Classic project management in many ways is no longer realistic in today’s world. The tough economy
has provided the perfect opportunity to encourage self-motivation and independence
amongst employees. A new approach to project management has emerged; social project
management. Social project management incorporates both social technology and software with the
basic elements of traditional project management. One important aspect of social project
management is having an online project management tool like LiquidPlanner, which brings together social
technology and an adaptable project management architecture.
The 5 laws of social project management shown here illustrate
how and why social project management can be so effective when it allows the unique abilities of each team member to contribute in a collaborative environment towards a shared project goal. Learn social project management laws, like
why autonomy and transparency must be maximized in social project management, and how projects
can be managed to allow every team member to contribute fully and efficiently.
Published by LiquidPlanner
Careers advisors have been working with young people for decades to help them recognise their potential through various testing and quizzes which often list project management as a suggested route for those who demonstrate an organised approach to working. However it is one thing being listed as a suggested profession and another thing actually being able to attain a project management role. Most of the PM people I know happened to fall into the field – like myself, I was working on quality control for a large blue chip when I was asked to get involved with some continuous improvement projects. Having demonstrated my willingness and aptitude to managing these projects I was put on courses to learn a structured approach to delivery and quickly moved into a role where I was managing new product introduction projects across Europe. I haven’t looked back and having been fortunate enough to have a supportive senior management team I learnt a great deal very quickly.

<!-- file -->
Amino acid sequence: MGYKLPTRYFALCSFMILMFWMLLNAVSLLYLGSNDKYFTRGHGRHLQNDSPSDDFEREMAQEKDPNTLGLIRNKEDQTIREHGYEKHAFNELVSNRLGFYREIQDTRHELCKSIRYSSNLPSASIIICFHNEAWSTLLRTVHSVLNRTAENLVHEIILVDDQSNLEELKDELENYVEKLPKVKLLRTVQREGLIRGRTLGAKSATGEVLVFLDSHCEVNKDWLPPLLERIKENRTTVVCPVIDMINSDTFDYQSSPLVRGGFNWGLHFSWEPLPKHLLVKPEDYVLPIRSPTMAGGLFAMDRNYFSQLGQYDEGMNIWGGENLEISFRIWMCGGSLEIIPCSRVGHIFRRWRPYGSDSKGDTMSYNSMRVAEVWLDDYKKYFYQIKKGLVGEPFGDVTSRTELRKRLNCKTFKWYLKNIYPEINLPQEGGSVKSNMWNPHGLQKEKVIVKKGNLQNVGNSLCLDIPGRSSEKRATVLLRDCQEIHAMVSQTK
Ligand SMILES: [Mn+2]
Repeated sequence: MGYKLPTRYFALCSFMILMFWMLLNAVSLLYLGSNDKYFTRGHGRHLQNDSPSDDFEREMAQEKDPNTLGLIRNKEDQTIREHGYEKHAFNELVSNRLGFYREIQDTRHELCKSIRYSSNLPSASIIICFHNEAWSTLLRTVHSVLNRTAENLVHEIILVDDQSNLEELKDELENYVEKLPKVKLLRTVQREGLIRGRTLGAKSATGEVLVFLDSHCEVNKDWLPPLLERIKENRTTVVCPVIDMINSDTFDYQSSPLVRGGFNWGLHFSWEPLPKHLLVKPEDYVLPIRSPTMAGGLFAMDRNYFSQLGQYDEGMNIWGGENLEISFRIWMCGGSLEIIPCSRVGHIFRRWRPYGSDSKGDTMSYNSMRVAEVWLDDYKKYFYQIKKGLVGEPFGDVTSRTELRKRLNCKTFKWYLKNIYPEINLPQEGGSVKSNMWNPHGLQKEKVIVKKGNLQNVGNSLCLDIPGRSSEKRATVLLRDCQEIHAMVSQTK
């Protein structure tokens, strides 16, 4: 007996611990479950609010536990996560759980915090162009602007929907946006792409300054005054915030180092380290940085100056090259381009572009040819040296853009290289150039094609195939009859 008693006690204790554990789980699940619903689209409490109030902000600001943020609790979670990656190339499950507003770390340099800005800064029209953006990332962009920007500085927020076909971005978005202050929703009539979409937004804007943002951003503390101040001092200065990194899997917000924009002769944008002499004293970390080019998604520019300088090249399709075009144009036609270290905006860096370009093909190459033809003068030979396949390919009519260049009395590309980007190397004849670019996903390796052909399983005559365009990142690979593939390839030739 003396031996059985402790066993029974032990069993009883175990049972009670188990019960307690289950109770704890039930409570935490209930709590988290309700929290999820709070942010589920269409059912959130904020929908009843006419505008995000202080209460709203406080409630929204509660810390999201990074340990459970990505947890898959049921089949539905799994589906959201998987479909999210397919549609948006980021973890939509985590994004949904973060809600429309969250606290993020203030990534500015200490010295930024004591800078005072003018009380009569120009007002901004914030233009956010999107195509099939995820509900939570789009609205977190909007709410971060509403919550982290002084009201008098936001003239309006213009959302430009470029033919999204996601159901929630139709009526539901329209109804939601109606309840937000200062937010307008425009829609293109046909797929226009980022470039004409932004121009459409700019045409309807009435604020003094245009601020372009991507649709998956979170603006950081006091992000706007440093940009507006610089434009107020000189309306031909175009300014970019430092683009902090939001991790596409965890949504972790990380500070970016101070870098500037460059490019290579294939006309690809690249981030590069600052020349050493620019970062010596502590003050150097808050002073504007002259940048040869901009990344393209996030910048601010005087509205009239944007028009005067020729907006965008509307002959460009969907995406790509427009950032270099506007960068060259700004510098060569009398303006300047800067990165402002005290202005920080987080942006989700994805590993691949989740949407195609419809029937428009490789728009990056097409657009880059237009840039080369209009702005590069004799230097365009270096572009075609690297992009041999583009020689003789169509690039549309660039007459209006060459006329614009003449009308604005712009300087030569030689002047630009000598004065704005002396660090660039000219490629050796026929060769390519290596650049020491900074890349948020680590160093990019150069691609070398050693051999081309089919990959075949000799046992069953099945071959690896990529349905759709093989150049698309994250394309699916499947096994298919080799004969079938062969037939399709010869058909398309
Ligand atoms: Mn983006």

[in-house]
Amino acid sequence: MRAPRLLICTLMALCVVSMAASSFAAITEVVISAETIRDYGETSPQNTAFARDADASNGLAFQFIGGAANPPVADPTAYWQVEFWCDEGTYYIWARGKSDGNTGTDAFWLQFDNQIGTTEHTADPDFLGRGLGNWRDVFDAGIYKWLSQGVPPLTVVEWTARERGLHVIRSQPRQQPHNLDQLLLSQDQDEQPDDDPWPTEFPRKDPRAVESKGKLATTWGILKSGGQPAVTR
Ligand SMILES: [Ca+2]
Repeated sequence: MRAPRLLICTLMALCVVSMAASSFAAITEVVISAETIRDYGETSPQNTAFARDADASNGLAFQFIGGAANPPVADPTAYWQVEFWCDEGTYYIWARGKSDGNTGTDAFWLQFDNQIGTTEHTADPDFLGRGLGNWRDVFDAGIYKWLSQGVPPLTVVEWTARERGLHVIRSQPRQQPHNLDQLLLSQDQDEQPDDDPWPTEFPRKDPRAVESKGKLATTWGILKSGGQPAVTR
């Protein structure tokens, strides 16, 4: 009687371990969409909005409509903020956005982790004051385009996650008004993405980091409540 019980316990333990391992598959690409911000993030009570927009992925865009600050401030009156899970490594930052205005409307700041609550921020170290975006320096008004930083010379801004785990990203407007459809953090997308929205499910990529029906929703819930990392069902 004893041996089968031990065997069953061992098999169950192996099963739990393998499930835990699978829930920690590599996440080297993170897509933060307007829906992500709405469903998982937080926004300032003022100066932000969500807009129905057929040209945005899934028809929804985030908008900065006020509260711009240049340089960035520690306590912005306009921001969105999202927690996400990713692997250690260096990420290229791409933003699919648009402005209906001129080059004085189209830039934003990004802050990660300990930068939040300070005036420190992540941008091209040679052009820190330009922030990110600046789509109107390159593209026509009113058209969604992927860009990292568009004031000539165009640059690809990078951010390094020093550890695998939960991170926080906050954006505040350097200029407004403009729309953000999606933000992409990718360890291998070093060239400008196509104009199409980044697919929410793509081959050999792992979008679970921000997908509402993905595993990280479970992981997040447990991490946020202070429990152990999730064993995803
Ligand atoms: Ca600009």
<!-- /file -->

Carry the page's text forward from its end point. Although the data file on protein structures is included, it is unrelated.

I would always recommend those who want to get into PM take a look at their current circumstances, what can you do where you are to achieve your goals? If you are yet to secure a new role then I suggest targeting businesses with the scope to be able to offer more, later down the line. Make a point of securing a new position which is ideally office based and work hard, get noticed for the right reasons and don’t be disheartened if you don’t feel you are moving at a pace you feel you deserve. It is important to make sure you gain some trust by the senior management team, once they know you can do the task in hand (i.e. the job you were employed for) and can see your willingness to be involved in projects you should start being invited to get involved. In the first instance you are likely to be asked to support a project, this is a great basis to build up your portfolio of skills and gain a greater understanding of how projects are run. You will also get to work with other parties around the business and begin to be recognised in this field. The knock on effect is that you may then be requested from other areas in the business to join new projects. Don’t be afraid to ask questions, be open to training, and be keen to join in.